Stanley Tucci

The Children Act

10/09/18

Oh dear. I’m a little bit annoyed with The Children Act. Which is clearly not an ideal response. I can’t deny it looks good, and Emma Thompson’s star shines as brightly as it ever did (she’s magnificent, really; I am a true fan of her work). The supporting cast are pretty marvellous too. And yet… and yet.

My issues are all with the story, adapted for the screen by Ian McEwan from his 2014 novel. Thompson plays Fiona Maye, a high court judge who earns her daily crust making life and death decisions: is it right to sacrifice a conjoined baby to give his twin a better chance of survival? Even if his parents don’t agree? There are no easy answers to the dilemmas she faces, but she is a consummate professional, dedicated and compassionate,  focused and fair-minded.

And then, one explosive weekend, her husband, Jack (Stanley Tucci), reveals that he’s unhappy with the way she’s been neglecting their marriage and tells her he wants to have an affair. Reeling, Fiona answers her phone as Jack’s packing his suitcase, and picks up an urgent case. A Jehovah’s Witness teenager is refusing a blood transfusion; his doctors want to force life-saving treatment on the boy. This should be run-of-the-mill for Fiona, but she’s out of whack, thrown off by her own emotional turmoil. She visits seventeen-year-old Adam (Fionn Whitehead) in hospital, learns more about the leukaemia that threatens his life, asks him what he really wants.

Later, it transpires that what Adam wants is more than Fiona can give: he’s obsessed with her, phoning her, writing letters to her, asking her if he can live with her as a lodger or an odd-job man; he wants to learn from her. But I don’t really understand the underlying message here; I don’t know what I’m supposed to take away from this. Is the implication that Fiona should invest more in the boy? Or that she’s transgressed by opening up as much as she has? What’s the point of this final third; what is it trying to say?

Some of what’s implied may not be deliberate, but there are a few points that keep niggling at me. For example, the whole Jehovah’s Witness/blood transfusion thing. Why is this the only story I ever hear about the JW church (there is, I concede, a refreshingly different take in Deborah Frances-White Rolls the Dice)? It’s just another unfathomable religious stricture, and one that can only affect a tiny minority. Why does it have so much traction in fiction and film? Perhaps it’s just too soon after (the much better) Apostasy?

There’s also the vexed question of misogynistic stereotypes: why does Fiona Maye have to suffer for a successful career? She’s sacrificed her marriage; she’s sad about not making time to have children. Why? Why is this always the narrative? It’s boring and annoying to meet this cliché again. Her husband seems to be holding down his career okay, and he can fit in dinner and tennis and a semblance of a social life. Why can’t it be the same for her?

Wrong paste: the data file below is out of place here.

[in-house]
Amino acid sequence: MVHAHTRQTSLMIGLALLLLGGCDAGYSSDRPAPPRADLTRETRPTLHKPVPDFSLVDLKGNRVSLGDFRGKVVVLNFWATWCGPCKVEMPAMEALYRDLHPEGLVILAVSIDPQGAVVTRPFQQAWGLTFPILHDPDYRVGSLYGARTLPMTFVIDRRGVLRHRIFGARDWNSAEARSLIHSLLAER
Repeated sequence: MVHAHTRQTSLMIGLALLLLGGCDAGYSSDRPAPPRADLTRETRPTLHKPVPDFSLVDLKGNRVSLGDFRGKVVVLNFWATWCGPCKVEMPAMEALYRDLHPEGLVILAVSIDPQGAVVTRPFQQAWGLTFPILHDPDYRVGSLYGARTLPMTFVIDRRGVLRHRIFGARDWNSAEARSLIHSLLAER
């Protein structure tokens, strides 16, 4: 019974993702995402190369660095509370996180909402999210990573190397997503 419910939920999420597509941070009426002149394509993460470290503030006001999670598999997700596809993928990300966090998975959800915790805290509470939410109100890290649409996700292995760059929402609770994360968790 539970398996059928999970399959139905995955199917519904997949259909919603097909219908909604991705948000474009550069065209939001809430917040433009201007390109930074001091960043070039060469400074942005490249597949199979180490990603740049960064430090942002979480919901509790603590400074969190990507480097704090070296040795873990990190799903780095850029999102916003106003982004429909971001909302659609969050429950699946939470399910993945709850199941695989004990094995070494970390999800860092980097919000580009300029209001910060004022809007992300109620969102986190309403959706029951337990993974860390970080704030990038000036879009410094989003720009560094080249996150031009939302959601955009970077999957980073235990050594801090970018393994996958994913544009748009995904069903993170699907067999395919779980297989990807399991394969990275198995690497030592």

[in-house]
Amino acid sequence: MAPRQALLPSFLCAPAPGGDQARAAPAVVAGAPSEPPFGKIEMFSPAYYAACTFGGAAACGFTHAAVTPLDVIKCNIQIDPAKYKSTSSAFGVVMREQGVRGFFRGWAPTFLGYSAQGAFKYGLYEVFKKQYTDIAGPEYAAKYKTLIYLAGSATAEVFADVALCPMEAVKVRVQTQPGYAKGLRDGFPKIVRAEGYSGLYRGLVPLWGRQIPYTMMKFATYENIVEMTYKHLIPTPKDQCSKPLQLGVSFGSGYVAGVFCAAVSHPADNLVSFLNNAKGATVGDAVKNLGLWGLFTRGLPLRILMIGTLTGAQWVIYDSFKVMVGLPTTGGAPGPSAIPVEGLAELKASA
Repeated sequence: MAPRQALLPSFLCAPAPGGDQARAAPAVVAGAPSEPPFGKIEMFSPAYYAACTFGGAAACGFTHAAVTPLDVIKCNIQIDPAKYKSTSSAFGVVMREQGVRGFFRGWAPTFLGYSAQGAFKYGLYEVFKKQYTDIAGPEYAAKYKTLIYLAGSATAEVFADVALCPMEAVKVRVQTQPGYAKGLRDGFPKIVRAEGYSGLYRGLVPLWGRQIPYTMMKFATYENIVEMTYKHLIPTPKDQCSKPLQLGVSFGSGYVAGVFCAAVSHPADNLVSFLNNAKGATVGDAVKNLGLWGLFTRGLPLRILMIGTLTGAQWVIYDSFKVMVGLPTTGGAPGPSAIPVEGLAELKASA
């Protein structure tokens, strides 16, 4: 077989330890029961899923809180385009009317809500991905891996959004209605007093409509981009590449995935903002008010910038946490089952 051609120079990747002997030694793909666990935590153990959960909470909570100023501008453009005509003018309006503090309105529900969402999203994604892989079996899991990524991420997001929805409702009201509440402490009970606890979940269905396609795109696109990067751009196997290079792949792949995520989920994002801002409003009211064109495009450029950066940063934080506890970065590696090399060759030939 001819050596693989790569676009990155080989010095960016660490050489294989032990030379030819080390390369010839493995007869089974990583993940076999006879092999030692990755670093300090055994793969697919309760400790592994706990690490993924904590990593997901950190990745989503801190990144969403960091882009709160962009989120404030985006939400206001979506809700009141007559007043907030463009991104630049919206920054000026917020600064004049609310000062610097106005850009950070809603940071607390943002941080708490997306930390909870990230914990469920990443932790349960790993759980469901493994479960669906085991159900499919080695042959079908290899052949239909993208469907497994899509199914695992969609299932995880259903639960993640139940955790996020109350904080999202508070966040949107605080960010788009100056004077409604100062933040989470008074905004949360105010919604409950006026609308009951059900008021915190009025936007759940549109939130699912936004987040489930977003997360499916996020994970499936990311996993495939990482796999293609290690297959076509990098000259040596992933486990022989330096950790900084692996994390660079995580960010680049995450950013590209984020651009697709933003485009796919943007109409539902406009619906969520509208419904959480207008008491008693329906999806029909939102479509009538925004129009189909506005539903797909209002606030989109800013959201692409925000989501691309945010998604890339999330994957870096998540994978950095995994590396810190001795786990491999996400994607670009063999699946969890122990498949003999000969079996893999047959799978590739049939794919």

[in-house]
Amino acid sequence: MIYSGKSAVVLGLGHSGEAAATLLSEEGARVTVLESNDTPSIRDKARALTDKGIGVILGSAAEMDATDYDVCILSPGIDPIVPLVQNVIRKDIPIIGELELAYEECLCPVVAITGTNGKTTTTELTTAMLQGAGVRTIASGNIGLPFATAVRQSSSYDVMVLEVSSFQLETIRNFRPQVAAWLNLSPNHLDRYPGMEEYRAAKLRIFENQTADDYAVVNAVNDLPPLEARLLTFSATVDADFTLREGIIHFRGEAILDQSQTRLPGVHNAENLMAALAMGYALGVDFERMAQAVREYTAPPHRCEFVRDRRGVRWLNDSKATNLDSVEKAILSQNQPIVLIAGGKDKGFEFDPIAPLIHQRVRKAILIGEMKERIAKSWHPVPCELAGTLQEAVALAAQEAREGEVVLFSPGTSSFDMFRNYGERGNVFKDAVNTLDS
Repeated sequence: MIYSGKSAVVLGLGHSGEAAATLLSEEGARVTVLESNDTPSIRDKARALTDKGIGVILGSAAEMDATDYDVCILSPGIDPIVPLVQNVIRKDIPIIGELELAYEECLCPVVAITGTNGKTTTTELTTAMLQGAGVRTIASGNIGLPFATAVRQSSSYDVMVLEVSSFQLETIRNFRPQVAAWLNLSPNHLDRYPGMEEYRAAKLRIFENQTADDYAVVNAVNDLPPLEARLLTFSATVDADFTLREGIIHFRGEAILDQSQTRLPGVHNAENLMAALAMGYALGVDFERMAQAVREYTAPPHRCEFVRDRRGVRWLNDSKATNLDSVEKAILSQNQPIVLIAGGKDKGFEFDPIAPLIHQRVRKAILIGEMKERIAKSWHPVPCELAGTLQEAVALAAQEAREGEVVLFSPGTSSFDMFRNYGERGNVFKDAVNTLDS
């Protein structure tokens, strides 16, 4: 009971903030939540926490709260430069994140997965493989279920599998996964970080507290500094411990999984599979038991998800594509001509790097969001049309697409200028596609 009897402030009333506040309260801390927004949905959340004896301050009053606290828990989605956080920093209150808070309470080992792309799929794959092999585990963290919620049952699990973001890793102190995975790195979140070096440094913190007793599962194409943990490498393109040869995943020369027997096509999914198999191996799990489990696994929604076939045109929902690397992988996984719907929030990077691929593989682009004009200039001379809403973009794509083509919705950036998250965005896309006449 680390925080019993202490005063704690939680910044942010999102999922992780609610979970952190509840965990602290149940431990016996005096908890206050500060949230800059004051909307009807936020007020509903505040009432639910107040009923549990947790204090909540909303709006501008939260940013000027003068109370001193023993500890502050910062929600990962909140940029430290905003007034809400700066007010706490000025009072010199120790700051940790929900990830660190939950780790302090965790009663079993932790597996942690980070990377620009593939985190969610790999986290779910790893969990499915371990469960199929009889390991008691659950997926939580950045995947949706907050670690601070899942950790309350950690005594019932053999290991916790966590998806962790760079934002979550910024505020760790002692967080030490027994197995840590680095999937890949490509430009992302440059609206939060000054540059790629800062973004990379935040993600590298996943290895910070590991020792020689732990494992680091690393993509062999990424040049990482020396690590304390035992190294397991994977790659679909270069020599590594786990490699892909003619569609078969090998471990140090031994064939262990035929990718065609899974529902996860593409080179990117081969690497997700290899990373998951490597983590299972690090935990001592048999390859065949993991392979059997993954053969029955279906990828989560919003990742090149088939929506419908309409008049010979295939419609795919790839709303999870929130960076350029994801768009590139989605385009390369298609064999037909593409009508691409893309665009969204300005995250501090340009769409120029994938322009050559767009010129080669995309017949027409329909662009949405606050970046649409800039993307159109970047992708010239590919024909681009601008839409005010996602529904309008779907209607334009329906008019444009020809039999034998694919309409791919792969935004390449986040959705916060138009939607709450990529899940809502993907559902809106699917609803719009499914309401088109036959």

Ach, it’s a shame, because the acting really is sublime. I’m especially impressed by Jason Watkins’ turn as Maye’s hapless lackey, Nigel – an object lesson in the art of maximising the impact of what is really a small role. And the glimpse into the life of a judge is fascinating too; this feels as if it could be something better, if only it were less… restrained. As it stands, it doesn’t really work for me.

3.1 stars

Susan Singfield

Advertisements

Spotlight

Unknown

30/01/16

Spotlight arrives in the UK amidst much speculation that it could win an Oscar this year. It’s easy to see why. This true-life tale of the Boston Globe’s attempts to lift the lid on a despicable case of corruption, perpetrated by the Catholic church, would be riveting stuff even if it wasn’t based on a true story.

The title refers to a four-person team of reporters charged with seeking out stories of special interest to the residents of Boston. When they hear about an adult victim who claims to have been molested by a Catholic priest back in his childhood, and moreover, complaining that his appeals for help went unheeded, they begin to ask questions. But right from the start there are potential problems. Boston is a staunchly Catholic community, so there will be many who would prefer things to be kept under the carpet. Furthermore, it’s 2001 and the newspaper industry is struggling with the depredations of the internet. A new boss, Marty Baron (Live Schreiber) has just been appointed and many people in the industry are worried for their jobs. But Baron recognises a potential scoop when he sees one and assigns  Walter ‘Robbie’ Robinson (Michael Keaton) and his team to do some digging. When they do they are increasingly amazed and horrified by the scale of the subterfuge. Could there really be as many as 90 paedophile priests in Boston alone?

The film expertly avoids sensationalism and drives home the message that such investigations are the result of months and months of donkeywork, reading through endless files, knocking on doors, pursuing every possible lead. There are excellent performances from Mark Ruffalo, Rachel McAdams and Stanley Tucchi, but this is an ensemble piece, with not a weak performance to be seen. The film’s conclusion, when the full scale of the problem is finally uncovered, is frankly staggering and will surely make the most committed Catholics question their faith in an institution that will go to such lengths to harbour the guilty. It’s important too, to mention, that the Spotlight team are not presented as four saints in shining armour, but as committed reporters who will go to any lengths to get their scoop.

Shocking, but compelling, Spotlight has earned its place as one of the films of the year.

4.5 stars

Philip Caveney